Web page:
Executive Director Matthew Coody at the Archive Project's office; Courtesy of the New York Preservation Archive Project

Learn about opportunities to get involved and support the Archive Project with your time, skills, and knowledge through volunteering and internships.

Would you like to help the Archive Project preserve preservation’s past? We are a not-for-profit organization and rely on volunteers and interns to support our important work. Below are a few ways that you can get involved. Contact us for more information.

Above: Executive Director Matthew Coody at the Archive Project's office; Courtesy of the New York Preservation Archive Project

The Archive Project is always looking for devoted volunteers to help write Preservation History Database entries, assist with oral history interviews, support our archival work, help out at our events, and assist in administrative tasks. 

Preservation History Database
We are constantly updating this educational resource and need skilled writers, editors, and knowledgeable professionals to research, write, review, and fact-check both existing and new entries. Contact us to view a list of potential topics­­—there is sure to be a significant place, person, organization, or public policy that will interest you!

Oral History Interviewers
There are many opportunities to become involved with ongoing or past oral history projects, including researching potential interviewees, drafting lists of questions, editing videos, and formatting interview materials for presentation on our website. Individuals with the necessary skills and background knowledge can also be paired with preservationists to interview them and document their stories.

Archives & Collections
Archivists and archivists-in-training are invited to help with the proper storage, handling, and inventory of the Archive Project’s small preservation-related collections. The Archive Project also regularly sends out volunteers to assess the collections of significant preservationists and small not-for-profits to ensure that their preservation papers and documents are properly conserved and made accessible to researchers. While we are not a permanent collecting institution, we maintain relationships with libraries and archives across the city, and work to ensure collections find a proper home. In certain circumstances, we are able to accept and house collections in our offices. Volunteers are essential in this process. Furthermore, the best way to help us achieve our mission is to guarantee the protection of your own preservation papers, photographs, and ephemera. Conservation of these documents ensures that the story of historic preservation in New York City can be accurately told and properly publicized. For help in documenting your preservation story or for guidance on finding a home for your papers, please contact us.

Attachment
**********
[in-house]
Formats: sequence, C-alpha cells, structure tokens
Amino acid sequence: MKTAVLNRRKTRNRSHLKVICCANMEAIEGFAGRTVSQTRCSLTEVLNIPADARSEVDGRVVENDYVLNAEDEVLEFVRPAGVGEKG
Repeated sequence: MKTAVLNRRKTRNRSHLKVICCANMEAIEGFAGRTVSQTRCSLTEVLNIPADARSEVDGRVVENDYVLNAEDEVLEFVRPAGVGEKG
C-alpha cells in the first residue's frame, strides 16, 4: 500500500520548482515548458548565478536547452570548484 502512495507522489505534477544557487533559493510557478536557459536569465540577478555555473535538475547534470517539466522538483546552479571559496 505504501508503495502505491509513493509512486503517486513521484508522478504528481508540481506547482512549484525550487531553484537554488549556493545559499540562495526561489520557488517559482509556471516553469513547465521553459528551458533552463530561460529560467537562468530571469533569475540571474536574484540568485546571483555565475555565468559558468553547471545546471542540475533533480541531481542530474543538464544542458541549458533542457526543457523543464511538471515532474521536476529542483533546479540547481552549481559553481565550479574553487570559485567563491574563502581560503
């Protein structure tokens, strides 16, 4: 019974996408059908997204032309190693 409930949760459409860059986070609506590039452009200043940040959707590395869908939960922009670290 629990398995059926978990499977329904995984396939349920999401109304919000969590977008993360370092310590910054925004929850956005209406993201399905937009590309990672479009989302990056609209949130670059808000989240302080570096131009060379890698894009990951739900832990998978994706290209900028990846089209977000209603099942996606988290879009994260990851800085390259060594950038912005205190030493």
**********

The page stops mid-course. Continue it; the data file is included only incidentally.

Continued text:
Events & Outreach
Volunteer at one of our many programs for the chance to get hands-on event planning experience while mingling with leaders in the preservation field.

Administrative Assistance & Support
We can always use help around the office, with tasks ranging from stuffing envelopes to grant writing. We are particularly in need of individuals with experience in web design and social media.

Above: Peter Samton, Session 1

The New York Preservation Archive Project’s internship program was created for students and professionals with special interests in historic preservation, oral histories, and archives.

The goal of the program is to enhance awareness of career options in these fields while providing an opportunity for immersion in a not-for-profit environment. In addition to involvement in the daily operations of the organization, interns are asked to assist in a range of ongoing projects and programs. Precise start and end dates are flexible. Past interns gained credits from participating internship programs at Columbia University, Pratt Institute, NYU, and more. Please click on the links below or contact us for more information.

We currently have the following positions open:
Research & Operations Intern

Above: Peter Samton, Session 1